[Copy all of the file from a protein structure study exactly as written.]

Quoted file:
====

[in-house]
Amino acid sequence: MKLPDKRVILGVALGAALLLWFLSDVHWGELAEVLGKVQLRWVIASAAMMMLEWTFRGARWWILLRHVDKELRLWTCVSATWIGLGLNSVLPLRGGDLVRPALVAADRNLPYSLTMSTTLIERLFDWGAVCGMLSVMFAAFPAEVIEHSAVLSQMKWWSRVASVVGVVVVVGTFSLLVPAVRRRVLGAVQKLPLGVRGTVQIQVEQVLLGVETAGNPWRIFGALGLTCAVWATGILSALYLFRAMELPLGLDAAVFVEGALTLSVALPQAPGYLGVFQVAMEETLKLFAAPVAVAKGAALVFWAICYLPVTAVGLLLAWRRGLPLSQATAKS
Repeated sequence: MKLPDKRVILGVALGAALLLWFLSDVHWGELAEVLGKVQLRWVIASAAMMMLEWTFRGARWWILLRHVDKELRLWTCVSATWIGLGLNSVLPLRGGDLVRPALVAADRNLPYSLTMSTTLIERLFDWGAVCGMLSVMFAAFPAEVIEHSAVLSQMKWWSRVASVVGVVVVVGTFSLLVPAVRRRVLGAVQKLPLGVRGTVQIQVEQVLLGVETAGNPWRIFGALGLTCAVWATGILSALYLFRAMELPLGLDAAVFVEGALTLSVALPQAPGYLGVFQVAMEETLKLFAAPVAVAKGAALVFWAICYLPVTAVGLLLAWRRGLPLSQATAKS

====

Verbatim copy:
[in-house]
Amino acid sequence: MKLPDKRVILGVALGAALLLWFLSDVHWGELAEVLGKVQLRWVIASAAMMMLEWTFRGARWWILLRHVDKELRLWTCVSATWIGLGLNSVLPLRGGDLVRPALVAADRNLPYSLTMSTTLIERLFDWGAVCGMLSVMFAAFPAEVIEHSAVLSQMKWWSRVASVVGVVVVVGTFSLLVPAVRRRVLGAVQKLPLGVRGTVQIQVEQVLLGVETAGNPWRIFGALGLTCAVWATGILSALYLFRAMELPLGLDAAVFVEGALTLSVALPQAPGYLGVFQVAMEETLKLFAAPVAVAKGAALVFWAICYLPVTAVGLLLAWRRGLPLSQATAKS
Repeated sequence: MKLPDKRVILGVALGAALLLWFLSDVHWGELAEVLGKVQLRWVIASAAMMMLEWTFRGARWWILLRHVDKELRLWTCVSATWIGLGLNSVLPLRGGDLVRPALVAADRNLPYSLTMSTTLIERLFDWGAVCGMLSVMFAAFPAEVIEHSAVLSQMKWWSRVASVVGVVVVVGTFSLLVPAVRRRVLGAVQKLPLGVRGTVQIQVEQVLLGVETAGNPWRIFGALGLTCAVWATGILSALYLFRAMELPLGLDAAVFVEGALTLSVALPQAPGYLGVFQVAMEETLKLFAAPVAVAKGAALVFWAICYLPVTAVGLLLAWRRGLPLSQATAKS